May 26 (Bloomberg) -- UBS AG intends to split off its investment banking unit and incorporate it outside Switzerland, the Wall Street Journal reported, citing unidentified people familiar with the matter.
The unit, which was rescued by the Swiss central bank during the global financial crisis, may be made into an independent legal entity incorporated in London, New York or Singapore, the newspaper said. Chris Cockerill, a spokesman for UBS in Hong Kong, declined to comment.
Policymakers globally are introducing rules to curb risk at financial firms after bailing out banks with taxpayer funds following the collapse of Lehman Brothers Holdings Inc. in 2008. The Swiss government proposed making UBS and Credit Suisse Group AG, the country’s two biggest banks, hold almost twice as much capital as new Basel III rules will require beginning in 2019.
The Swiss regulator hopes that UBS’s restructuring will protect the parent company and its asset management unit from being liable for losses at the investment bank, the Journal said. UBS and Credit Suisse each have assets greater than Switzerland’s economic output.
UBS executives are still studying their options and haven’t decided where to relocate the unit or how to structure it, the newspaper said. Local regulators may still demand that the Swiss government cover losses at UBS’s investment banking operations in other nations, the newspaper said, citing the people.
UBS rose 27 centimes, or 1.7 percent, to 16.27 francs by 10:25 a.m. in Swiss trading, bringing the gain this year to 6.1 percent.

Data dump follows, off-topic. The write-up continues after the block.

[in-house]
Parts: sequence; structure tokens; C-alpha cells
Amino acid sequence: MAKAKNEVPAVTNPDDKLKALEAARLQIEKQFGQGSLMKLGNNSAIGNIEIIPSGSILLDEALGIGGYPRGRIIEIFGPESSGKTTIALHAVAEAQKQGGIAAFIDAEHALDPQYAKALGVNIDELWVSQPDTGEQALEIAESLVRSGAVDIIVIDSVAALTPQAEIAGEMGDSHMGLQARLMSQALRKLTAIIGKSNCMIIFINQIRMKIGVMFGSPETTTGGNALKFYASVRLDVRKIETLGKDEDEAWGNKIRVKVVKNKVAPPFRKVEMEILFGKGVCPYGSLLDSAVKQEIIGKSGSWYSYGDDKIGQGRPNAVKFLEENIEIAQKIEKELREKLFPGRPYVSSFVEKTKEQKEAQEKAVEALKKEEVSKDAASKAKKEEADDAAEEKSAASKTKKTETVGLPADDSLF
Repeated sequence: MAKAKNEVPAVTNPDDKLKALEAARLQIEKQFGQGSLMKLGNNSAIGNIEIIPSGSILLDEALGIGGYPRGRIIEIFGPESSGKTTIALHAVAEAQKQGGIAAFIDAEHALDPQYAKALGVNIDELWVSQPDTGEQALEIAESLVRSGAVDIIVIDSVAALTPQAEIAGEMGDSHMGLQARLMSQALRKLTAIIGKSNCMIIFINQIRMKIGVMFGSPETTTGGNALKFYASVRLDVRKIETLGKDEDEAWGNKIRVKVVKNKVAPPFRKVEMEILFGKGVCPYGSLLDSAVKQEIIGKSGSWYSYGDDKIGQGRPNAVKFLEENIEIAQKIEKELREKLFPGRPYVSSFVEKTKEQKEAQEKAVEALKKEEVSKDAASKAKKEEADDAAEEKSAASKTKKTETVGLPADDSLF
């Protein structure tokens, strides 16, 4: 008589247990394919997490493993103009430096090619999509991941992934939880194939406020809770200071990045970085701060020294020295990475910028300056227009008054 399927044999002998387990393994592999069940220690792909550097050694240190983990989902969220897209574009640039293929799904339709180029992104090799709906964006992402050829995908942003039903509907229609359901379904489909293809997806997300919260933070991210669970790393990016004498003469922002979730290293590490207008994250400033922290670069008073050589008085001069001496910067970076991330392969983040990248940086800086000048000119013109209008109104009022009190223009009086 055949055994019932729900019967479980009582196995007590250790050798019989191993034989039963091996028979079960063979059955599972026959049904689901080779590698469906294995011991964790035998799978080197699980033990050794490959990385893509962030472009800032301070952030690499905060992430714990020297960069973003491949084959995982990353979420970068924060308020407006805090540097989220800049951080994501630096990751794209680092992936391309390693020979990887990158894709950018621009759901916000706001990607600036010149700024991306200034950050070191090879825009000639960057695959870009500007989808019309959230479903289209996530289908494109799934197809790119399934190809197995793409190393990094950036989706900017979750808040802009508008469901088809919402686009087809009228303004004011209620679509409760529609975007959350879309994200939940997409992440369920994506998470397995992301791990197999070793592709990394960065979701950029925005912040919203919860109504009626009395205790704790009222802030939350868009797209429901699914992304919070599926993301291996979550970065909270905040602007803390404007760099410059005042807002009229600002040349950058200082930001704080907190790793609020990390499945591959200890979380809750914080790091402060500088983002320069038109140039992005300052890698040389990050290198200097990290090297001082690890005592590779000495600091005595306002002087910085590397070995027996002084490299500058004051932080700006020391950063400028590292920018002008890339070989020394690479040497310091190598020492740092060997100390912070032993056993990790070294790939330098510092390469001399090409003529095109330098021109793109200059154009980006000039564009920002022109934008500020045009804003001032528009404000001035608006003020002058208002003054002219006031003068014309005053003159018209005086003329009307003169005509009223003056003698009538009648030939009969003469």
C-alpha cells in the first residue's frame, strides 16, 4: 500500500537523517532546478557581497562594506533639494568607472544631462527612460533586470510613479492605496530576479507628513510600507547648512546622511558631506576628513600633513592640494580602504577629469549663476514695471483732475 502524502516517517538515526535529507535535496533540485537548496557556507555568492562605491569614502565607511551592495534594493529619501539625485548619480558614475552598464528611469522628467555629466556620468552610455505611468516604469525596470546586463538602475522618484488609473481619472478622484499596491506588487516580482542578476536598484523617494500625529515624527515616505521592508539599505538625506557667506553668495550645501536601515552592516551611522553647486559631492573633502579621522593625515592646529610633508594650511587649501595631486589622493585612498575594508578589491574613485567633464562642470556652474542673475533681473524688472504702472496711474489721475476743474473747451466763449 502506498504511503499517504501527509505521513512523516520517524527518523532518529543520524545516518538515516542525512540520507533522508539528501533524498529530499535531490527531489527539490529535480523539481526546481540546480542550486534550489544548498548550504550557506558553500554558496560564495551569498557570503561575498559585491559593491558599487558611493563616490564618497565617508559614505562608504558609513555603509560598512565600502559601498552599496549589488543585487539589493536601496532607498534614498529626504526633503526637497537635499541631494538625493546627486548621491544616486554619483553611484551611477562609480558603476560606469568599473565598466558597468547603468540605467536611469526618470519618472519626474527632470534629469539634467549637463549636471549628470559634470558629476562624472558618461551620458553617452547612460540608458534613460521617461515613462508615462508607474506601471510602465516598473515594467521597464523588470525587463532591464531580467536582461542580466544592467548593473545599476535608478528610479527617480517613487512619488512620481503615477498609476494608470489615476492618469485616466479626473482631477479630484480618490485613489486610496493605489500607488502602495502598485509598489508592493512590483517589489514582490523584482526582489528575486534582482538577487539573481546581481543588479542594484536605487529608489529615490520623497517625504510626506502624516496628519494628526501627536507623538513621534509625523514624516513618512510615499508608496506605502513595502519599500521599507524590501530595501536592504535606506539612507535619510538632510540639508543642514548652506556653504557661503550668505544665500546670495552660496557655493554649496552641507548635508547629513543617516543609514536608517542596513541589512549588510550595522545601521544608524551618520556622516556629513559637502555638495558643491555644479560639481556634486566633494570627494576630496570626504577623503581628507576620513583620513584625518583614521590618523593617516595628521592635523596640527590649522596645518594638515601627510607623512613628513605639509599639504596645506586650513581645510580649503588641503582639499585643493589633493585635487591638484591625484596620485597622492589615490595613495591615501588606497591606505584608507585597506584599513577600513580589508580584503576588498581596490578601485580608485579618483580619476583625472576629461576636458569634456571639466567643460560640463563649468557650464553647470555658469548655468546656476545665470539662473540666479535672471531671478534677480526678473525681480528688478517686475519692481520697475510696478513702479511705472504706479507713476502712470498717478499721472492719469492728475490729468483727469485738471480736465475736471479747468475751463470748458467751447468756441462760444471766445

Chief Executive Officer Oswald Gruebel said in February the bank may have to change its structure and move some capital-intensive investment-banking businesses, such as securitization, into subsidiaries in other jurisdictions with lower capital requirements. The bank currently operates through branches in other countries and holds almost all capital in Switzerland while booking 80 percent of assets elsewhere, he said at the time.
“There are no concrete plans” to that effect, Chief Financial Officer John Cryan said in February. “We do need to consider this though. I think we’re going to have to move to a regime of booking more business in fully capitalized subsidiaries, especially in the U.K., which is our European Union hub, and the U.S.”
Chairman Kaspar Villiger, a former Swiss finance minister, said at the bank’s annual shareholders’ meeting last month that UBS is a global bank and “must seek the optimum structure for our business.”
The Swiss government backs rules that will require the country’s two biggest banks to hold total capital equal to at least 19 percent of assets, weighted according to risk, starting in 2019. UBS has said that Switzerland shouldn’t rush with legislation and should limit capital requirements to 13 percent until it becomes clear what other countries are doing.
The Basel committee last year proposed raising total capital requirements to 10.5 percent of risk-weighted assets and recommended individual countries consider setting stricter rules for their biggest lenders.
UBS ratcheted down risk after taking more than $57 billion in writedowns and credit losses during the financial crisis. Gruebel, who came out of retirement to lead the bank in February 2009, has since rebuilt the investment-banking division, hiring more than 1,700 people in the past two years to replace bankers who were fired or had left. He appointed Carsten Kengeter, 44, a former Goldman Sachs banker, as sole head of the investment bank last November.
Gruebel, 67, told employees in a memo last week that UBS remains committed to keeping and investing in its investment bank in the U.S., after at least 50 departures from the unit since 2009.
In some cases the staff losses were “regrettable, but in others they have been the right decision for the bank,” Gruebel said in the memo.
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